Colin Joyce: I’m obsessed with this new wave of underground rap that people are calling jerk, despite the fact that jerk was also a different rap genre that existed 15 years ago. It’s artists like xaviersobased, Nettspend, and Yhappojj. It feels like the next wave of really damaged SoundCloud rap, these crazy blown out beats where you can barely understand what they’re saying because it’s produced so weirdly. But it’s so catchy, and has so much—I don’t know—it has the sauce. That’s the only way I can put it! Especially when you watch videos of these kids, they’re 16 to 19 years old. They just have it, and they’re getting a little more accepted into the mainstream. 

Xaviersobased + Nettspend Spotify Monthly Listener Growth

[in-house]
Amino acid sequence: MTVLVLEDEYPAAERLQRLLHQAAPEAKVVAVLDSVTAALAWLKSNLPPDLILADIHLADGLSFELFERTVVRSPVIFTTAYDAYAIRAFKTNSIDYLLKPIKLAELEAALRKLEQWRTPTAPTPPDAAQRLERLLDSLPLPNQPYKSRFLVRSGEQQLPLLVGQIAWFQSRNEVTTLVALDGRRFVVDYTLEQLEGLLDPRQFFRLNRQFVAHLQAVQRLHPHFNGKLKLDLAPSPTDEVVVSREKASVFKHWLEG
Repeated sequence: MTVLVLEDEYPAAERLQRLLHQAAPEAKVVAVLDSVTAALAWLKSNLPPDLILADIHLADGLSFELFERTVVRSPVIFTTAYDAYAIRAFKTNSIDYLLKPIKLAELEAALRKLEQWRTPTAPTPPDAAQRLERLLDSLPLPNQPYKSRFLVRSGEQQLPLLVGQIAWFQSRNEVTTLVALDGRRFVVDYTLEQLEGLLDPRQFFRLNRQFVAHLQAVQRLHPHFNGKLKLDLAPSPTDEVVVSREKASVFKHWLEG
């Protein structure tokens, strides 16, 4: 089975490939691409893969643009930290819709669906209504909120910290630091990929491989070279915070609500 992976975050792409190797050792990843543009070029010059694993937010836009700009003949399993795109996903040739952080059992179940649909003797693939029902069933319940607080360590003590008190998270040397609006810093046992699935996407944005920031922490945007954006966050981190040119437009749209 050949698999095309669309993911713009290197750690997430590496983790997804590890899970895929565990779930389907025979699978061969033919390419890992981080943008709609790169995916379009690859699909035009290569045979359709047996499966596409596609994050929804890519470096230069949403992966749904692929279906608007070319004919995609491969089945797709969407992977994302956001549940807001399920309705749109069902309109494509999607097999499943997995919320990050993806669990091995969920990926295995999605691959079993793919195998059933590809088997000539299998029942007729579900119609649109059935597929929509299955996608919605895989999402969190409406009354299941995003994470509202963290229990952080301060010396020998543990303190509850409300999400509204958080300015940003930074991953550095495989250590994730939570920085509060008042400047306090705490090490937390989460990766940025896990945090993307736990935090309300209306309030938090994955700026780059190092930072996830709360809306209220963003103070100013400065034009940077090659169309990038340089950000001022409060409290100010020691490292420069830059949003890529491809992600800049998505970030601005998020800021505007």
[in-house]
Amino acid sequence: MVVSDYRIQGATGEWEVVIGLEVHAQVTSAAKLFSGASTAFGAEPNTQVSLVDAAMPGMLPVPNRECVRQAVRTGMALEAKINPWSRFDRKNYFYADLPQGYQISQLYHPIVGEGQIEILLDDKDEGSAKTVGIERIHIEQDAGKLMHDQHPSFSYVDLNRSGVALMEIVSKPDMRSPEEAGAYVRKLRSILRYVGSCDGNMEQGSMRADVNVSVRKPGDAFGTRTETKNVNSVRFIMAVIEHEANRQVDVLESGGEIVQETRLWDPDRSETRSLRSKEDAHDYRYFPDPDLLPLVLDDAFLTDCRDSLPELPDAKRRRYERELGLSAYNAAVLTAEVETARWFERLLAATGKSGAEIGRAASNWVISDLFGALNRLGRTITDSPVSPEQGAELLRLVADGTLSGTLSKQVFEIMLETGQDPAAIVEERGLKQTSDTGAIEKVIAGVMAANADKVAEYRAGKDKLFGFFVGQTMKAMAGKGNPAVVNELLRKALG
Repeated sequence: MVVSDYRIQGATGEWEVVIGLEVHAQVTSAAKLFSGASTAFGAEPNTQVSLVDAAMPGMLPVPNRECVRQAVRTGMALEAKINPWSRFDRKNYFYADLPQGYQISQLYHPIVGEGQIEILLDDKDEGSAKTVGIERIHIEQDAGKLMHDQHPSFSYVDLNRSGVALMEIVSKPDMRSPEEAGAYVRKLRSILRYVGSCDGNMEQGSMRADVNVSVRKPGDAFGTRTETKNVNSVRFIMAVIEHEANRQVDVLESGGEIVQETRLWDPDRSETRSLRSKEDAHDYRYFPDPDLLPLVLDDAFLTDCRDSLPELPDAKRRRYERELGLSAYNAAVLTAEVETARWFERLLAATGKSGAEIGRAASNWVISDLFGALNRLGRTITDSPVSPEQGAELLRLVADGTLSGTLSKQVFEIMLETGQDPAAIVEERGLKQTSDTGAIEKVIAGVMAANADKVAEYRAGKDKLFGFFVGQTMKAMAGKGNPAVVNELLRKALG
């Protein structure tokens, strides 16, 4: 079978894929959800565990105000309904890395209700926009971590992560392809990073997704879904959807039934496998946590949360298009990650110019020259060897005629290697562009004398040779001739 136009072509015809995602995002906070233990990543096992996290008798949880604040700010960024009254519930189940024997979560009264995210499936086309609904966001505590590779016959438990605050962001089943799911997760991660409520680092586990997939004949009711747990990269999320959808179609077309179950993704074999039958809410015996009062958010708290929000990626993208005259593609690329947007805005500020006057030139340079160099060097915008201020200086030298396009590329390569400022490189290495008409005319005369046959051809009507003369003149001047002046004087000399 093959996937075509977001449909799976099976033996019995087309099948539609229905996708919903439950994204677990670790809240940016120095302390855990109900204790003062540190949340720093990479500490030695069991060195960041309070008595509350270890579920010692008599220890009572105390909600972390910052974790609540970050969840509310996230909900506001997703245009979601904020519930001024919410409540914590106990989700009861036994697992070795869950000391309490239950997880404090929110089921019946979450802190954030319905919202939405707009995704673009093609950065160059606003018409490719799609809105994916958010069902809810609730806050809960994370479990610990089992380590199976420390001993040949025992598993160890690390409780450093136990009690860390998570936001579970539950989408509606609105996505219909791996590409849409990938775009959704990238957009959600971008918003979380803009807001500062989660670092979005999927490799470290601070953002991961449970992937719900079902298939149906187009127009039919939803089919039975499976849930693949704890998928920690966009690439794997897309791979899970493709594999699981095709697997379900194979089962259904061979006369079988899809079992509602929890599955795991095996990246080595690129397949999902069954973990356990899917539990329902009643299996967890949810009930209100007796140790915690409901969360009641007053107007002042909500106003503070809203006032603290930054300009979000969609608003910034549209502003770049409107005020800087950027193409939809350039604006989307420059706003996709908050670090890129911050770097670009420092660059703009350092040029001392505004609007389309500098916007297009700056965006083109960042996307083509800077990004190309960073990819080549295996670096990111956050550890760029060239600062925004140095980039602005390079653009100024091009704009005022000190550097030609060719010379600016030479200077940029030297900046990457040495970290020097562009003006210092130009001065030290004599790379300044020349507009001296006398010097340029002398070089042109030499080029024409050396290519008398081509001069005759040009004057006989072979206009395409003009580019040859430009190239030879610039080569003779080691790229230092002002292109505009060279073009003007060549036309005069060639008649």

The producer evilgiane, who’s from the underground himself, he’s in the collective SURF GANG. He produced a Kendrick Lamar song last year and has produced some stuff for Earl Sweatshirt, and now for these kids as well. It feels like they’re being slowly drawn into that world. There are rumors that some of these people are involved in the new Playboi Carti album, which would also be big. Despite the fact that it’s experimental and off-putting for pop rap on some level, I feel like it’s gonna have a moment. 

Leah Mandel: Someone I’ve been thinking about, who I wrote about last year, is LustSickPuppy/Tommy Hayes. Tommy has a scene around him. It’s mostly unknowns—I don’t know if I could name any off the top of my head—but people are obsessed with LustSickPuppy, and Tommy is constantly putting new music out. It’s raver industrial rap techno, like breakcore.